Little Cabin in the Woods…

Posted: January 8, 2015 in A day in Life
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John Ownby Cabin???????????????????????????????

Actually, the name of this post should be “down the rabbit hole.” It is very often amazing to me how I start out at one spot, with clear intent and path, only to wander off nearly immediately and to end up so far off track I cannot even discern how it came to be. Seems at times I have lost all bearings. I do not remember how I came to having knowledge of John Ownby’s 1860 cabin in The Sugarlands of the Great Smoky Mountains National Park. Was this something that caused me to explore the Park as an option while visiting Tennessee…or did I discover the existence of the cabin during the planning phases of my excursion? I do know my ancestors that settled in these mountains were Ownby while my branch of the family that trekked to Fannin County, Georgia by way of North Carolina spelled their version Owenby. Others chose Ownbey. As you have probably surmised, this picture is of that 150-year-old cabin on the Fighting Creek trail. It is the last surviving structure from the pre-Great Smoky Mountain National Park, Forks-of-the River community.

Europeans showed up in the area in the early 1800s and called the valley “The Sugarlands” after the numerous sugar maples growing there. This valley at the time was populated with three small Appalachian communities…Forks, Sugarlands, and Fighting Creek.  I hiked alone that day and met no one on the trail and thought of the solitude these folks enjoyed or endured? I found the area peaceful as a day visitor who never had to LIVE here. The cabin, typical of the area in the 1860s, is one room…for the whole family and all their activities of daily living. It fell into disrepair and in the 1960s was restored according to the park’s info –  using original components  – except the fireplace which apparently has amazingly not been touched. The  chimney’s mortar is from the nearby creek. Not too far from the back door is a small spring used by the family for water and refrigeration. I walked around, looking at the cabin from all different compass points, peering into and out of windows, noted the worn floorboards at both entrances, wondered about the growing season and then plopped myself down on the porch and imagined raising a family in this little cabin in the woods. I tried to imagine a springhouse straddling the nearby spring for keeping their meats, fruits, dairy as well as other era appropriate outbuildings… smokehouse, chicken coop, woodshed, toolshed…did they have a barn? Was there a corn crib? I envisioned where a vegetable garden would best be sited and what they might have grown. Were there flowers? Did it include herbs for cooking, health, and healing? Was enough grown to trade at the small local store? Did the misses sit in her chair on the porch in the evening working on willow or oak baskets? They may have been in the area in 1856 when White Oak Flats changed its name to Gatlinburg. Did they know the flamboyant preacher Radford C. Gatlin and why he was later banished? A majority of time must have been spent on raising food and trying to survive leaving very little time for much else. Was there time for John to vote for the 1860 presidential election…in Tennessee the soon to be president of the United States,  Abraham Lincoln, had so very little support his name did not even appear on the ballot! The following February secession was on everyone’s mind with Alabama, Florida, Georgia, Louisiana, Mississippi, South Carolina,  and Texas already separated and the seeds of the soon to be Civil War sprouting. Questions, questions, questions came to mind as I easily slipped into my thoughts and became pleasantly lost. How hard their life could only have been, every day a challenge in a rough physical environment teetering into the catechism of a disintegrating nation. I quickly realize try as I might I fail woefully short of any ability to imagine let alone comprehend even one day in their life. In my life a little cabin in the woods would be a vacation home.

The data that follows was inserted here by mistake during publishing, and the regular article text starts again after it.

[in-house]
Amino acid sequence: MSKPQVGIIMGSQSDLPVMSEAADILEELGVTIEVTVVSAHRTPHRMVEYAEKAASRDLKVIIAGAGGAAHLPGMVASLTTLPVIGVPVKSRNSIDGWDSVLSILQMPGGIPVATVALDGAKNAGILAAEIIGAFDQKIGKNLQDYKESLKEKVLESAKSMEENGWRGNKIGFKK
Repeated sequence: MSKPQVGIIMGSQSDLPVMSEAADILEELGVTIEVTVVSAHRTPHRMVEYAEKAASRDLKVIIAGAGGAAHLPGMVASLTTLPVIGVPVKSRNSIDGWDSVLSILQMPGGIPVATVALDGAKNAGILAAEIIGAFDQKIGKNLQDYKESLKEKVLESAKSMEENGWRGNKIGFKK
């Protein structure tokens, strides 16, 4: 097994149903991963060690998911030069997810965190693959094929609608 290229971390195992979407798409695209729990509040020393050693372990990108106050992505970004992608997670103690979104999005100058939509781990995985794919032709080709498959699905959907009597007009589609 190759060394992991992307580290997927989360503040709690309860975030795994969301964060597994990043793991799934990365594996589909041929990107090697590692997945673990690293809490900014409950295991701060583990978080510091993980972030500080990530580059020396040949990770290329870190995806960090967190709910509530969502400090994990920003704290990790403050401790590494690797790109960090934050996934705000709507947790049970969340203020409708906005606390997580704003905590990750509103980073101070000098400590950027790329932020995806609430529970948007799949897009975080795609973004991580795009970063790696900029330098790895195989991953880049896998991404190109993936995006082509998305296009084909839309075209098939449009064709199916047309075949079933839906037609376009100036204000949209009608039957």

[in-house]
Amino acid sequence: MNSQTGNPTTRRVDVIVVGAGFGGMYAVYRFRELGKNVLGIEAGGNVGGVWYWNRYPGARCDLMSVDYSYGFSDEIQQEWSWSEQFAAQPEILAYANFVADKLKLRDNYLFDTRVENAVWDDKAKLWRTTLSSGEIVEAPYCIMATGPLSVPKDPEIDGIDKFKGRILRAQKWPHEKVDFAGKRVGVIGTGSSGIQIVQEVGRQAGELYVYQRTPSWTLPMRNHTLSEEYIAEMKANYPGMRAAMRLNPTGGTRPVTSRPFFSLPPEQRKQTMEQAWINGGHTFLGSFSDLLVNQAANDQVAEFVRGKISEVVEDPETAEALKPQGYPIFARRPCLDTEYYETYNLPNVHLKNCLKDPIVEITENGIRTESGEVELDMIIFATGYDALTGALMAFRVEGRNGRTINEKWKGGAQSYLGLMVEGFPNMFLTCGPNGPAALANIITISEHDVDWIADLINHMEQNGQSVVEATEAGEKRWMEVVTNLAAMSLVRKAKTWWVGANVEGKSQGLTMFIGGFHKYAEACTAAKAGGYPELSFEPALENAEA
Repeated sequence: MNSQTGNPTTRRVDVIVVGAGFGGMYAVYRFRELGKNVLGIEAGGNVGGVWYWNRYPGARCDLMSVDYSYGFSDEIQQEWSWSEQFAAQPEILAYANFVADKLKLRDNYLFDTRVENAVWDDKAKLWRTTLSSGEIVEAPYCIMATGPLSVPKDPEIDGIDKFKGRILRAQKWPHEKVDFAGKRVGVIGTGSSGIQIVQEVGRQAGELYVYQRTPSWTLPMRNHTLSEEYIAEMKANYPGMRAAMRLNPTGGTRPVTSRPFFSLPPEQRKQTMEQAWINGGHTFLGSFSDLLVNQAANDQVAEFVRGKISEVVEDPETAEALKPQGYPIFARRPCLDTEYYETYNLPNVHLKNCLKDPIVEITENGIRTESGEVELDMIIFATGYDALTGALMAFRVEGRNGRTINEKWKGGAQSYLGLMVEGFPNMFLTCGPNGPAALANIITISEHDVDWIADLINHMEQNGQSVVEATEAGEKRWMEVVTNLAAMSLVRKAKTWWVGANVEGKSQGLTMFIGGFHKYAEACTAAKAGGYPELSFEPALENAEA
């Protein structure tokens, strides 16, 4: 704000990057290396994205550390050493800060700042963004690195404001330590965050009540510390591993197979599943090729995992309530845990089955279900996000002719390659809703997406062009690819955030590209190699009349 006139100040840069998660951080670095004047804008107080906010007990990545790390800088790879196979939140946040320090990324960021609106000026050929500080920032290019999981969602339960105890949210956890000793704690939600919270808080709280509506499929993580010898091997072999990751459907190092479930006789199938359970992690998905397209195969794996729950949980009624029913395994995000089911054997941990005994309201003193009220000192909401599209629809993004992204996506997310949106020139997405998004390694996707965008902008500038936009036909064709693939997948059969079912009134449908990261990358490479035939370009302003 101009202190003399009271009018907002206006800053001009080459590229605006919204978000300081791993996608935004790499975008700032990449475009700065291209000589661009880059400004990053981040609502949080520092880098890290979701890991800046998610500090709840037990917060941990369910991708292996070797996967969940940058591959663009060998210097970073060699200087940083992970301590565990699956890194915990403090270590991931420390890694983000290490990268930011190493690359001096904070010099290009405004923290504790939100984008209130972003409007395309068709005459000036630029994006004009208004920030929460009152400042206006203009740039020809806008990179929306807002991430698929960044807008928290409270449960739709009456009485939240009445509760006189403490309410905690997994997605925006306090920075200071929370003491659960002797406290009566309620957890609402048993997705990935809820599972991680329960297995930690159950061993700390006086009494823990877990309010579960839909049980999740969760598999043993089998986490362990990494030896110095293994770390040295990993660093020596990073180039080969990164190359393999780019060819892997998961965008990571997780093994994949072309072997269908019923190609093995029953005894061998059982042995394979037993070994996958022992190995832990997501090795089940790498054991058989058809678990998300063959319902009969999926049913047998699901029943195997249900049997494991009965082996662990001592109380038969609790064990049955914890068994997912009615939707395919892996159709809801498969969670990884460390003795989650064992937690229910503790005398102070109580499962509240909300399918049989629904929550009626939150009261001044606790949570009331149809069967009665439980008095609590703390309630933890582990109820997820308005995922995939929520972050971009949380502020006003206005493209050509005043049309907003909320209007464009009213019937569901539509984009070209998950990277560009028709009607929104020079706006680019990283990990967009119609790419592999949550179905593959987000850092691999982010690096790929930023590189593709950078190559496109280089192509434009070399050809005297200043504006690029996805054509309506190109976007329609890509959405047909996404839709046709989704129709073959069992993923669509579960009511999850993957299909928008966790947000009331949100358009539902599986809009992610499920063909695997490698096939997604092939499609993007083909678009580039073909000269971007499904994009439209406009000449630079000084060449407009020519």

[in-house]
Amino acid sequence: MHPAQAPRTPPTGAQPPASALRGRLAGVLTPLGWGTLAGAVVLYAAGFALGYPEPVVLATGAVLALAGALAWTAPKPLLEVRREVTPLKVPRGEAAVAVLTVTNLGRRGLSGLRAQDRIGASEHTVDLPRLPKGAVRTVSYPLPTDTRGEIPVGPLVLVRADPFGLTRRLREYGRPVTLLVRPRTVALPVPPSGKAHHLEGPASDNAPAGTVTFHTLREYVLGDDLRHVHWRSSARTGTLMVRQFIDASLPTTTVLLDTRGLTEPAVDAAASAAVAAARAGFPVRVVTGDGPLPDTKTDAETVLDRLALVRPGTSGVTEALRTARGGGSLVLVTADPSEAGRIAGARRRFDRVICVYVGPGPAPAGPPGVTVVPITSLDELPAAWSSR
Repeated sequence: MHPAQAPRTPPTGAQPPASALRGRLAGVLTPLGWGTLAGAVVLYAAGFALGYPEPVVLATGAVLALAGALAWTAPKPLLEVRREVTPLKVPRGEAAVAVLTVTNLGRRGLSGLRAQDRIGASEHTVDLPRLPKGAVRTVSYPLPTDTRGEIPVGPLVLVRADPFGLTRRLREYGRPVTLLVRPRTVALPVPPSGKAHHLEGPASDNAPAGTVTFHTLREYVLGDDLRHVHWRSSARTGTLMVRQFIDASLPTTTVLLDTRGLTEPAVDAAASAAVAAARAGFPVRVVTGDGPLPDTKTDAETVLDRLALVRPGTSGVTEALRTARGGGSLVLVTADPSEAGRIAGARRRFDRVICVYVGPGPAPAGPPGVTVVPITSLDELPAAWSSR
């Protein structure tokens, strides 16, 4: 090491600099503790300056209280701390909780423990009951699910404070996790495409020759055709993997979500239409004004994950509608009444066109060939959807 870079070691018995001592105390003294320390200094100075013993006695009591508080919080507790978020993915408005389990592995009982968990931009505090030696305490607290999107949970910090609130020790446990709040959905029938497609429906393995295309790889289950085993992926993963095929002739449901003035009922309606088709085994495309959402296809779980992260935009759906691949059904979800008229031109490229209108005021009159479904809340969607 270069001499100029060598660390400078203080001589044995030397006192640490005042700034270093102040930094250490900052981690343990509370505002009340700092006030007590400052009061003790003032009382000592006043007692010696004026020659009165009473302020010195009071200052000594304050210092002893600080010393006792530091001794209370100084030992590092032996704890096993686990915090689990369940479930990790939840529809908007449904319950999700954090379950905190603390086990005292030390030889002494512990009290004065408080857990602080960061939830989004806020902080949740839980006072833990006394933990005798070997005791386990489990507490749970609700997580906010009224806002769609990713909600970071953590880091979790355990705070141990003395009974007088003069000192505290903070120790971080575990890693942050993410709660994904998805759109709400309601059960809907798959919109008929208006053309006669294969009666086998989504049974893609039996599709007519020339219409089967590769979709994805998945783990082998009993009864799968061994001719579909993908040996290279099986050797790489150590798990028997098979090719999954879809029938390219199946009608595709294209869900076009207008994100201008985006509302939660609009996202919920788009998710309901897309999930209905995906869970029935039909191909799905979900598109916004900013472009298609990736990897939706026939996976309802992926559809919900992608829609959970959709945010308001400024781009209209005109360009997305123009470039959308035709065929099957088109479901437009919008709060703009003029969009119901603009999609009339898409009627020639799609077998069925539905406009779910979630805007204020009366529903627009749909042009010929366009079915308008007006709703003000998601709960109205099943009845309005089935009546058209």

1. I love the history in the area. We were in Cades Cove and met a gentleman with the last name of Abbott. He actually lived in the area until a young teenager when the government displaced his family. It was so neat to talk to him.

    • S. Louise says:

      I have read about those who gave up their home for the park. Some were grateful for the money and left, never looking back. For others it was a terrible hardship… as you described “displaced his family.” The park is gorgeous and how wonderful for generations to come to have a place like this to visit. I wonder if I would still feel that way if I were one of those who were displaced, forced to leave my family’s home and hearth of generations?

  2. Virgie Chastain says:

    Susan, how very much I enjoyed this article on the cabin in the Smokey Mountains. How many times that Herschel & I have enjoyed a
    visit to the park. We love this area of TN. Love you and thanks for the memories .

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